Sunday, January 31, 2016


Sunday Morning

Gathered Leaves from the Prose of Mary E. Coleridge, with a Memoir by Edith Sichel (London: Constable and Company Ltd., 1910), p. 222 (June 3, 1888; ellipsis in original; Anodos was a pseudonym of the author):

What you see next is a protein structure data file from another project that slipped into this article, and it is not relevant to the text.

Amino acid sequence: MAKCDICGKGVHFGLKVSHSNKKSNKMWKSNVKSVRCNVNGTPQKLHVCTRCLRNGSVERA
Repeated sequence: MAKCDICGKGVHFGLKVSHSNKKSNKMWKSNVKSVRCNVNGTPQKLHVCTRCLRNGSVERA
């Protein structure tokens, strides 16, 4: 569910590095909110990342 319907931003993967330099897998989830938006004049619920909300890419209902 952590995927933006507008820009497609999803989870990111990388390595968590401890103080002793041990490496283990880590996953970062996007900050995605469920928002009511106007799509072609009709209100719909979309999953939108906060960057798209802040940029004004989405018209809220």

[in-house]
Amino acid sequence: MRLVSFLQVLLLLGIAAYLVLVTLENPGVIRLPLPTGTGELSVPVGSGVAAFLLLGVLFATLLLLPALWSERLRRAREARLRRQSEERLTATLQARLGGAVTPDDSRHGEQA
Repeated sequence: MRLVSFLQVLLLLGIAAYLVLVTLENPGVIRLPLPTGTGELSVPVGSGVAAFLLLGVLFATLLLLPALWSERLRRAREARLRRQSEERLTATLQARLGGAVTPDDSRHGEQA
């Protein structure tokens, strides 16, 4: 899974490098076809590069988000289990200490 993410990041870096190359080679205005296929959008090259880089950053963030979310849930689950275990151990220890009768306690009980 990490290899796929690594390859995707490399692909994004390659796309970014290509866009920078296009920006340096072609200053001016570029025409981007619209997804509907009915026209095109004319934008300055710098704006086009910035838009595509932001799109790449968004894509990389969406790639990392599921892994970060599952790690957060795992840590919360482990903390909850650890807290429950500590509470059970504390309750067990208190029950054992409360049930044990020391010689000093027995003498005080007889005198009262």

Anodos had in his early youth a great liking for sermons. Not that he ever understood or remembered them, but the taste of them was sweet to his palate. It is not so now. He left Church this morning especially to avoid one. Outside the birds held Morningsong, and the wind that bloweth where it listeth preached out of St. John's Gospel, 'Thou canst not tell whence it cometh.' It might have been crisping the waves, ruffling the heather, scattering the powdery snow upon some distant Alp, before it folded its great wings, and fluttered peacefully down into that London Churchyard. .... I incline to think that it is not three people who make a congregation, but one. Alone, I am a host in myself; oppressed on every side by masses of yawning fellow-Christians, how can I be devout? (I am not.) Even if they are not yawning, what is the feverish excitement of a crowd hanging on the rhetoric of the local Vicar to the quiet Apocalypse of a solitary person under the sky among trees? 'The heavens declare the glory of God: and the firmament showeth His handiwork.' After all, even a Cathedral declares the glory of Man.
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